The prime minister’s remarks have been criticised by politicians and pundits, but voters think he was right to make them
David Cameron made numerous front pages on Monday with the disclosure that he would not serve as prime minister for a third term in 2020 if the Conservatives win in May. “I’ve said I’ll stand for a full second term, but I think after that it will be time for new leadership,” the prime minister told the BBC. He added: “Terms are like shredded wheat: two are wonderful but three might just be too many.”
Numerous commentators and even some Tory MPs have treated the comments as a gaffe, whether for putting Cameron at risk of looking presumptuous or for undermining his own authority if he does win a second term. But does the public agree?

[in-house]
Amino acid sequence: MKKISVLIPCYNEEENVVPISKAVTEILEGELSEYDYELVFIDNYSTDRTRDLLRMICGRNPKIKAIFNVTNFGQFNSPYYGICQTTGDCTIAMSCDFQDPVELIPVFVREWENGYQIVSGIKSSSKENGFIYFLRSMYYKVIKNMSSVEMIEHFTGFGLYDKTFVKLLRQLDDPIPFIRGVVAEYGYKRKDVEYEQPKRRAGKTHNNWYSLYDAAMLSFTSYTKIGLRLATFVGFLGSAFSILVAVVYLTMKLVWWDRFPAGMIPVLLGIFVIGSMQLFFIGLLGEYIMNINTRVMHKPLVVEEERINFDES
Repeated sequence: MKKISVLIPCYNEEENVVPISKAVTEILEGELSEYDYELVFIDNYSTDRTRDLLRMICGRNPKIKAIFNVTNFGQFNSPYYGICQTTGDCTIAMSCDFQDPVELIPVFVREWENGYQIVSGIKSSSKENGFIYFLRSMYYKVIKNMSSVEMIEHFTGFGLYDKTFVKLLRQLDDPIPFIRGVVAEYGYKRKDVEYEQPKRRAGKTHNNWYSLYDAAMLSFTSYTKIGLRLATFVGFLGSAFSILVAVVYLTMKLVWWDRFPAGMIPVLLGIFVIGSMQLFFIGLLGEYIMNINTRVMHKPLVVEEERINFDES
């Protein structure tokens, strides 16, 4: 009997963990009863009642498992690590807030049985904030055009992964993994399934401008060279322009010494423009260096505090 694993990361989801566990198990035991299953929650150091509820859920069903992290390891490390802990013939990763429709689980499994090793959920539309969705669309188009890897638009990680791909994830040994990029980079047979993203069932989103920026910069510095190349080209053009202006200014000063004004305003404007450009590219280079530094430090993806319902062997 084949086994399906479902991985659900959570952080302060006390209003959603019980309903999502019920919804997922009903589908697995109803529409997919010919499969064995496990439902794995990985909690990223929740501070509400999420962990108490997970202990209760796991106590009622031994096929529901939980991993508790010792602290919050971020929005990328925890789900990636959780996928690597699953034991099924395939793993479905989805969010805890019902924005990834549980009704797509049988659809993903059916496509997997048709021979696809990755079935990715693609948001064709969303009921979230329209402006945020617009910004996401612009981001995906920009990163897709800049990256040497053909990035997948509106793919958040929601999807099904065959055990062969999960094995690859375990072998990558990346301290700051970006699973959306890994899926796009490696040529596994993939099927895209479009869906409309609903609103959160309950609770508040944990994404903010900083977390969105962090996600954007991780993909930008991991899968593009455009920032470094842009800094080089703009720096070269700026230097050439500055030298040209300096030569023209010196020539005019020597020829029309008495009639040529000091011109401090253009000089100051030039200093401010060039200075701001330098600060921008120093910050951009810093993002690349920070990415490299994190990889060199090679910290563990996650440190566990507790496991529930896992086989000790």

YouGov’s latest polling for The Sun finds that 55% of voters think Cameron was actually right to rule out serving a third term, three times the number who say he was wrong to do so (18%). Both 62% of Tory voters and 52% Labour voters support the comments – arguably showing that Conservatives want to support the Tory leader in his remarks, while Labour voters are pleased by any indication of him ceasing to be prime minister.
45% would also support setting a constitutional limit on prime ministerial terms in Britain, as is done in some other countries.
Voters are twice as likely to think more positively than negatively of the prime minister for ruling out a third term, by 21% to 9%. Most voters say the remarks made no difference to their opinion of Cameron.